One of the most famous scenes in Jim Carrey’s Ace Ventura: Pet Detective is when Carrey discovers he has kissed somebody who’s trans. This revelation causes him to throw up twice into the toilet bowl and then clean his teeth so vigorously he goes through an entire tube of toothpaste.

It happened in The Crying Game too, and in Naked Gun 33⅓. Horror at trans women is also played for laughs in The 40-Year-Old Virgin, The Hangover Part II and in a particularly repellent example, in the cartoon The Cleveland Show. The “trans as disgusting trickster” trope is widespread on social media.

Still, it makes a change from portraying trans people as murderers.

It’s everywhere. Comedy gigs, TV shows, newspapers. A constant drumbeat of trans people are this, trans people are that, trans people aren’t really people.

You try not to let it get into your head but it’s like trying to stay dry in a monsoon. And it affects everything. How you feel when you’re out with friends, how you feel when you go to work, how you feel when you walk into somewhere you haven’t been before. It’s what stops you going to the thing you said you would go to, what stops you from swiping on anyone on a dating app because you don’t believe anybody could ever possibly desire you.

What I felt for my friend had nothing to do with how my friend felt. As I wrote earlier, he’s a strong trans ally and a good friend; he couldn’t care less what other people think. But I do. I try not to, but I do. The reason I’m so quick to assume what other people are thinking, so quick to feel shame and embarrassment, is because that’s what I think, because that’s what I’ve been told to think for so much of my life.

When I look in the mirror, I don’t think “honestly Carrie, you look amazing“.

I think “imagine being on a date with that.”

When people show you who they are, believe them

There’s a famous quote by Maya Angelou: when someone shows you who they are, believe them the first time.

It means that when someone shows you a clear red flag, you shouldn’t ignore it. Someone who disrespects you will continue to be disrespectful. Someone who is violent will continue to be violent. Someone who is hateful will continue to be hateful.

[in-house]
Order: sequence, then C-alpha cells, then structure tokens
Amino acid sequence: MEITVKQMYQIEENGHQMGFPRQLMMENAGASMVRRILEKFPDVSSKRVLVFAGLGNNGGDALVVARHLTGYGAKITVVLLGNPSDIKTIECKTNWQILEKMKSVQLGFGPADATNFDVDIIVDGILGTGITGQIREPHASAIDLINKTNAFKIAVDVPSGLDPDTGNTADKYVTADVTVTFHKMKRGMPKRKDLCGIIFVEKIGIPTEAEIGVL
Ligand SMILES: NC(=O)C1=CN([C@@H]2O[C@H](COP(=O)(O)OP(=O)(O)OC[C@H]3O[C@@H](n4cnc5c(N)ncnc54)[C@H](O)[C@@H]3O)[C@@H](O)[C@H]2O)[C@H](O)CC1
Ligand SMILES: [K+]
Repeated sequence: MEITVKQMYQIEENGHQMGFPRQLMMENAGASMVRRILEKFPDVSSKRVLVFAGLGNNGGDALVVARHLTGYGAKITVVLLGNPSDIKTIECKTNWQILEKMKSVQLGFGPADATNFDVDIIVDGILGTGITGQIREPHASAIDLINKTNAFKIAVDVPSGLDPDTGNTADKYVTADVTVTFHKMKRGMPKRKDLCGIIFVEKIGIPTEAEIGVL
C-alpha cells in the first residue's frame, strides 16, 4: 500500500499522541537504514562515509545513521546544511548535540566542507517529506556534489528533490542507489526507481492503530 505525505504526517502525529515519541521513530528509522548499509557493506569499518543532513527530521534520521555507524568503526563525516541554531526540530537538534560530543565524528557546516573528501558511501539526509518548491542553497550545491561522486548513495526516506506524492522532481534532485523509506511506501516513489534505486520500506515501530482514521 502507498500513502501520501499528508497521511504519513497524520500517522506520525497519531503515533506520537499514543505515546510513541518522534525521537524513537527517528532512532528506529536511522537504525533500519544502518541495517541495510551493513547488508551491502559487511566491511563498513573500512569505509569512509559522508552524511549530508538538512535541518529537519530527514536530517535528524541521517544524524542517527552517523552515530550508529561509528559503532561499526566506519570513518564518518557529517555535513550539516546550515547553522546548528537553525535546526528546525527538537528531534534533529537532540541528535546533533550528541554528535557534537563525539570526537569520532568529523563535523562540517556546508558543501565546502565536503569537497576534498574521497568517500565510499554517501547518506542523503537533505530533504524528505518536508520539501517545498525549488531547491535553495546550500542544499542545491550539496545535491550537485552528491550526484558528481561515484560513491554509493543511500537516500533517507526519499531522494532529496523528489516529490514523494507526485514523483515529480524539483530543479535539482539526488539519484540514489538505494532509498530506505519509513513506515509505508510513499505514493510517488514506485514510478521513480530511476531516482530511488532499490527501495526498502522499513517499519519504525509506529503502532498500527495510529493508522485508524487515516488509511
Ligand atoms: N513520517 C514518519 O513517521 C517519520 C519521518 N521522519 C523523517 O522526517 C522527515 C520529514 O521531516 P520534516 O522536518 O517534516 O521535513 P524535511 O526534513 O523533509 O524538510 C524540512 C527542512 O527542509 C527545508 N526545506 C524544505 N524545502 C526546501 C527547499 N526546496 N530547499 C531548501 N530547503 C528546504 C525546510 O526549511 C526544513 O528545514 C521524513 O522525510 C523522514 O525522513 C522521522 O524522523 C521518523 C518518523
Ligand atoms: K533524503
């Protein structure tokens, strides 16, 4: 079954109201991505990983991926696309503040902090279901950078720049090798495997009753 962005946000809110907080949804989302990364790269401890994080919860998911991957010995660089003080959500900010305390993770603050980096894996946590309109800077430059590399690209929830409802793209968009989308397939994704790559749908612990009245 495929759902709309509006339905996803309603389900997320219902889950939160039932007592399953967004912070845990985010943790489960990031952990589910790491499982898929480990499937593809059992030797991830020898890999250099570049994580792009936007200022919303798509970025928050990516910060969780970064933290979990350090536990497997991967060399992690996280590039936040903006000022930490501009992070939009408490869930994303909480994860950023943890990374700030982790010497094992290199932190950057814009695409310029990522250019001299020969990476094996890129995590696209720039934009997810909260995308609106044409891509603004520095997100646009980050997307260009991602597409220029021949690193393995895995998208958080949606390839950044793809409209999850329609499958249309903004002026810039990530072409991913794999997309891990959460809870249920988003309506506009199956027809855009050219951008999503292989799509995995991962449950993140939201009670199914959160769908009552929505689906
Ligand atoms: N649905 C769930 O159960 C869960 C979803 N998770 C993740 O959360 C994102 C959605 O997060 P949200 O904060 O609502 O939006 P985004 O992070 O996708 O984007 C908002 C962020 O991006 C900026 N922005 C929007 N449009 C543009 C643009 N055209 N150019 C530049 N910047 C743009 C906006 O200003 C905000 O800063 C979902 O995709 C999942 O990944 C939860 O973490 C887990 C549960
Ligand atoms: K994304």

So I’m not joining in today’s surprise that Rod Liddle has written another hateful, racist piece for the hateful, racist Spectator. Liddle showed us who he was when he accepted a police caution for punching his pregnant girlfriend in the stomach, when he was found using a pseudonym to post racist remarks on football forums, and in pretty much every column he’s ever excreted for The Spectator and other vile rags.

Here in Scotland, a whole bunch of people have decided to show who they are thanks to a fabricated furore over a census question.

If you haven’t actually seen the question, here’s a screenshot from the census’s quality testing report, which this entire story has been based on.

The above question has been reported as the PC lobby forcing Scots people to choose from a “baffling” list of 21 sexualities. The reality is much more tedious. The list is for autocorrect entries so that if people choose the “another way” option, it’ll offer some other suggestions (and help harmonise the data by ensuring consistent spelling).

The story originated in the Murdoch press and was quickly picked up by the Scottish Daily Mail. We already know who these publications are, but they’re showing us again.

The Sun story is around 650 words. Its interviewees are an anti-trans academic and activist (this story has no connection to trans people at all), an unnamed Tory spokesperson, an evangelical anti-LGBT+ Christian group and the Catholic Church. The Daily Mail sought comment from an additional, extremely fringe, anti-feminist, anti-LGBT evangelical group who railed against “gender madness”, even though the story has no connection with anybody’s gender.